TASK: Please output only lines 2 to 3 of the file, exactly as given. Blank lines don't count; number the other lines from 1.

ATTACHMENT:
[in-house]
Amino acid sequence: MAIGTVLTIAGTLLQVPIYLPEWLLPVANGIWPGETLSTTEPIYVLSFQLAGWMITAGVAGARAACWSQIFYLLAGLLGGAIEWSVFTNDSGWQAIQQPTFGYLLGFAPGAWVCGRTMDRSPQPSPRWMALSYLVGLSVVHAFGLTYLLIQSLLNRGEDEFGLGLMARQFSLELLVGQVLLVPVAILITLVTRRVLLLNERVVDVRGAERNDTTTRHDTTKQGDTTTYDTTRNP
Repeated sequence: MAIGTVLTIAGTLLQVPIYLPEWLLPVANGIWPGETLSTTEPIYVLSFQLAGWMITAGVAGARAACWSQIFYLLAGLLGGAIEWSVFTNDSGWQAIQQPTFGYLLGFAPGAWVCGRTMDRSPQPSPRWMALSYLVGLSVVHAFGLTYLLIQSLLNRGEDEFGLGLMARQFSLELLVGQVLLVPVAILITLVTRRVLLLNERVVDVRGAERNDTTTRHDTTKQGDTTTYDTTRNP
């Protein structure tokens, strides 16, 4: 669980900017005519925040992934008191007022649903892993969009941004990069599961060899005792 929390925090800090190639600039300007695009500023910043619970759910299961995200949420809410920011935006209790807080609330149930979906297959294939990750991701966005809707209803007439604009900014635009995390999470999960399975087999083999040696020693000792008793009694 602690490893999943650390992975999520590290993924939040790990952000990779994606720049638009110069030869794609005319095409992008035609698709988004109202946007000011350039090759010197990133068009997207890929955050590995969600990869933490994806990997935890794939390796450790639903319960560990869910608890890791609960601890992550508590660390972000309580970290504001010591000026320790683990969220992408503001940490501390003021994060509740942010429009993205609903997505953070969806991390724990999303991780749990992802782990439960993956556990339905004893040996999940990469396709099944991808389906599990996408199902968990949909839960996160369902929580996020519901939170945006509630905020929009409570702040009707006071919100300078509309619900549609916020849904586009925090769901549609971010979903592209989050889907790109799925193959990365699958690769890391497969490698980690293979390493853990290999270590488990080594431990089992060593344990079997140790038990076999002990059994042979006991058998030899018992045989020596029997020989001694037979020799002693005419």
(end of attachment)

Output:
Amino acid sequence: MAIGTVLTIAGTLLQVPIYLPEWLLPVANGIWPGETLSTTEPIYVLSFQLAGWMITAGVAGARAACWSQIFYLLAGLLGGAIEWSVFTNDSGWQAIQQPTFGYLLGFAPGAWVCGRTMDRSPQPSPRWMALSYLVGLSVVHAFGLTYLLIQSLLNRGEDEFGLGLMARQFSLELLVGQVLLVPVAILITLVTRRVLLLNERVVDVRGAERNDTTTRHDTTKQGDTTTYDTTRNP
Repeated sequence: MAIGTVLTIAGTLLQVPIYLPEWLLPVANGIWPGETLSTTEPIYVLSFQLAGWMITAGVAGARAACWSQIFYLLAGLLGGAIEWSVFTNDSGWQAIQQPTFGYLLGFAPGAWVCGRTMDRSPQPSPRWMALSYLVGLSVVHAFGLTYLLIQSLLNRGEDEFGLGLMARQFSLELLVGQVLLVPVAILITLVTRRVLLLNERVVDVRGAERNDTTTRHDTTKQGDTTTYDTTRNP